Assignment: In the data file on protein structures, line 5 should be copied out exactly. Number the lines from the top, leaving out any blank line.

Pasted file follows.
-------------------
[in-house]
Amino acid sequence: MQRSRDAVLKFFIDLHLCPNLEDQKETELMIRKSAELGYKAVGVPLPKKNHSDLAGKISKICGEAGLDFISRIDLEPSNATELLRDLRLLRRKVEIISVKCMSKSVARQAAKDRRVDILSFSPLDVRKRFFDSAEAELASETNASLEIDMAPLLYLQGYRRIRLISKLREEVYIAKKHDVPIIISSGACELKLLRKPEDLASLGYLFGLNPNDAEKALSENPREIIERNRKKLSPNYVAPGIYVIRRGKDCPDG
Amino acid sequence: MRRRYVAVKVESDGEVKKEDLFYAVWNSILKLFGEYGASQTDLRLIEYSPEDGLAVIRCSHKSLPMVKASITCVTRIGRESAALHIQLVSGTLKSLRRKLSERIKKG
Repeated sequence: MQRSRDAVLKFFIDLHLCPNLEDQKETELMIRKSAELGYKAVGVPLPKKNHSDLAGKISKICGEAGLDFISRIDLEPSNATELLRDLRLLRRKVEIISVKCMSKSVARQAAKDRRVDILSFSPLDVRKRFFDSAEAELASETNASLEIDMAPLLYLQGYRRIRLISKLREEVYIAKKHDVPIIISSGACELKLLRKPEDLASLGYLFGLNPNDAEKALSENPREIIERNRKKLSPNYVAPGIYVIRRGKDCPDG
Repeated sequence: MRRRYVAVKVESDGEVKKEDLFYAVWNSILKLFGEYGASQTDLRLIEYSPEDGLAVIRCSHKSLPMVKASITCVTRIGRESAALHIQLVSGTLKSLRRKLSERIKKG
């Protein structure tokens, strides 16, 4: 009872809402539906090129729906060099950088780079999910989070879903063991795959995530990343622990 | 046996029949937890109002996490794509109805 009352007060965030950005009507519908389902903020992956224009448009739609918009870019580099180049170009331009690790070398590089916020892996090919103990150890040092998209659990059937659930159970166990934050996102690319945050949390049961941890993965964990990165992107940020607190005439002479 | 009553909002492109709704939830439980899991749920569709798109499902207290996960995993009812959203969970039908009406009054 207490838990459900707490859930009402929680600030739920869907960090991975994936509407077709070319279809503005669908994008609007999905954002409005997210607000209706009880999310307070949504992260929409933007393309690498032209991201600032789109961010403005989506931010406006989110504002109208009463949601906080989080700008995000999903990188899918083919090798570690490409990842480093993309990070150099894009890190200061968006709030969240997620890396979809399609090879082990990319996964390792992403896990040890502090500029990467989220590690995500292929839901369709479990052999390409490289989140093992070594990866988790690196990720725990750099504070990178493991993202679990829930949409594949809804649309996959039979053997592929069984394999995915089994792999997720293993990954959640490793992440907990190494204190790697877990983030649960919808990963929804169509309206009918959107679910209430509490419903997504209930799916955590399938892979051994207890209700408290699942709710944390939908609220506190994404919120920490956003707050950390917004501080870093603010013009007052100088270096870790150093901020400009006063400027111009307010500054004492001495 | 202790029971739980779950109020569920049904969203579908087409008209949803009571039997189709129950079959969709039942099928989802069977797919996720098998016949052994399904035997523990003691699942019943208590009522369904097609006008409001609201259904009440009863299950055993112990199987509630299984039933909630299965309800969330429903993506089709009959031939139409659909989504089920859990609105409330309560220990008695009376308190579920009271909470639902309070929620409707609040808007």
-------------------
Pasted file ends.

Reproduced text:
Repeated sequence: MRRRYVAVKVESDGEVKKEDLFYAVWNSILKLFGEYGASQTDLRLIEYSPEDGLAVIRCSHKSLPMVKASITCVTRIGRESAALHIQLVSGTLKSLRRKLSERIKKG